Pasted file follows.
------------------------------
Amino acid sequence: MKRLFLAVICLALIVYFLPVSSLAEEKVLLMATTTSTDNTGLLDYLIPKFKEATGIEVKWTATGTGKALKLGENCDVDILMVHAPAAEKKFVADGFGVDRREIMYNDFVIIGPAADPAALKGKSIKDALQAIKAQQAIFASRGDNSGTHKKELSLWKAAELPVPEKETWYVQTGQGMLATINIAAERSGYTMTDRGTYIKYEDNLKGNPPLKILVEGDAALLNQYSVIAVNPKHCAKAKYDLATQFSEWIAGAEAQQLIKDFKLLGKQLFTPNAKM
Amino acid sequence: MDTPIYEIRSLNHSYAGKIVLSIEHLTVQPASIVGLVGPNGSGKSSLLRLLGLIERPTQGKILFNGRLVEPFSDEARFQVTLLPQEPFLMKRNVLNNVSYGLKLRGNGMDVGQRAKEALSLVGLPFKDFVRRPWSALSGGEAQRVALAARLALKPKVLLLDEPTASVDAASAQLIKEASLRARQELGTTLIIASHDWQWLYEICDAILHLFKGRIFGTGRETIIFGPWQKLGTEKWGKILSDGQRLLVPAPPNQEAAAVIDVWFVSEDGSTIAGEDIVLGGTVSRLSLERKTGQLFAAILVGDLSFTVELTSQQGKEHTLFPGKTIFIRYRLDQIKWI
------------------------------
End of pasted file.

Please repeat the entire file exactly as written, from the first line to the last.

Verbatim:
Amino acid sequence: MKRLFLAVICLALIVYFLPVSSLAEEKVLLMATTTSTDNTGLLDYLIPKFKEATGIEVKWTATGTGKALKLGENCDVDILMVHAPAAEKKFVADGFGVDRREIMYNDFVIIGPAADPAALKGKSIKDALQAIKAQQAIFASRGDNSGTHKKELSLWKAAELPVPEKETWYVQTGQGMLATINIAAERSGYTMTDRGTYIKYEDNLKGNPPLKILVEGDAALLNQYSVIAVNPKHCAKAKYDLATQFSEWIAGAEAQQLIKDFKLLGKQLFTPNAKM
Amino acid sequence: MDTPIYEIRSLNHSYAGKIVLSIEHLTVQPASIVGLVGPNGSGKSSLLRLLGLIERPTQGKILFNGRLVEPFSDEARFQVTLLPQEPFLMKRNVLNNVSYGLKLRGNGMDVGQRAKEALSLVGLPFKDFVRRPWSALSGGEAQRVALAARLALKPKVLLLDEPTASVDAASAQLIKEASLRARQELGTTLIIASHDWQWLYEICDAILHLFKGRIFGTGRETIIFGPWQKLGTEKWGKILSDGQRLLVPAPPNQEAAAVIDVWFVSEDGSTIAGEDIVLGGTVSRLSLERKTGQLFAAILVGDLSFTVELTSQQGKEHTLFPGKTIFIRYRLDQIKWI